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Christine: I am so glad that my husband and I are a good team. We have worked well together on many projects starting back in our student days. Now as new parents, our teamwork has paid off as we have had specific roles and duties to get through these first few weeks of diaper changes and nighttime feedings. One of our family friends said on her daughter's first birthday, "I don't know how single moms take care of a newborn. Even with the two of us, it's hard."

Susan's Leadership Lesson: Sometimes BossWomen feel they have to be Superwomen, being able to do everything to achieve balance between work and home. The best teamwork is to work from strength, doing what you do best and letting the rest of the team use their strengths as well. Do you know when you need help or do you have to struggle through everything by yourself? Do you have reliable help to support you in your many roles? Can you ask for help with a project and feel that it is ok? Are you able to define the roles and responsibilities of yourself and your team so that no one steps on others' toes?

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Mentors
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Christine: Mentors make any new role or job easier. We learn how to parent from our own parents but also from other sources as well, such as watching friends and siblings. My colleagues in the field of family science are always researching ways to increase the effectiveness of parent education programs, teaching skills to prospective and new parents that they might not have gotten in their own childhood.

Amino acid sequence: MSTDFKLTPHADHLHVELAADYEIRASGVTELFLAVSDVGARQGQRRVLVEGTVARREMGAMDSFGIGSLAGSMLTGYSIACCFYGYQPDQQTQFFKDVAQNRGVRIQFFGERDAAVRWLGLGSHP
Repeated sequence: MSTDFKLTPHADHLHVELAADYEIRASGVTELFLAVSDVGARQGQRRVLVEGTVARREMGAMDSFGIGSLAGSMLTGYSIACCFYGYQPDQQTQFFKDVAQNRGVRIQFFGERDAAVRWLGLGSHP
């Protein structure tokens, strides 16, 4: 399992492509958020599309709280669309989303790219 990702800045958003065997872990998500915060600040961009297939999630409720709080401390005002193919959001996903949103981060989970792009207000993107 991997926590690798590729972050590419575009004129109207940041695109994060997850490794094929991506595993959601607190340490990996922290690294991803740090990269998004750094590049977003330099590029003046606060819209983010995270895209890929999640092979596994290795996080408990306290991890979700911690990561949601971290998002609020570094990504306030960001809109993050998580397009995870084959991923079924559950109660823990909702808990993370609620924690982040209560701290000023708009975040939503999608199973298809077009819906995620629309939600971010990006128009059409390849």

Susan's Leadership Lesson: When you are taking on new tasks make it easy on yourself. Copy how other people do it until you have the experience to make it your own. You will need different mentors for different roles. Mom didn't know everything.

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Multitasking and Tracking
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Christine: I've always been a planner. One of my early career aspirations (inspired by Love Boat reruns) was to be a cruise director. My high school friends called me the "girl scout leader" because I was always the one making the calls and getting the rides for social occasions. As a mom I can see how I have to temper those natural organizational skills with flexibility to accommodate the unexpected feedings and last minute diaper and outfit changes.

Susan's Leadership lesson: Unlike Christine, I was not a naturally organized person. Suddenly, when I became a new mom, my usual work habits no longer worked. The distractions of childcare interfered with my concentration. The excellent memory that I relied on to hold multiple tasks simultaneously, turned to mushy baby brain. I had to learn a whole new set of tricks to combine good work and a good life. I tell my audiences and clients that my pain is their gain because I developed many tips and tricks to cut time off the learning curve for other busy women. For example, when I have to interrupt a writing task, I write a sentence or list of topics to come next so that when I sit back down to write, I will have zero warm-up time.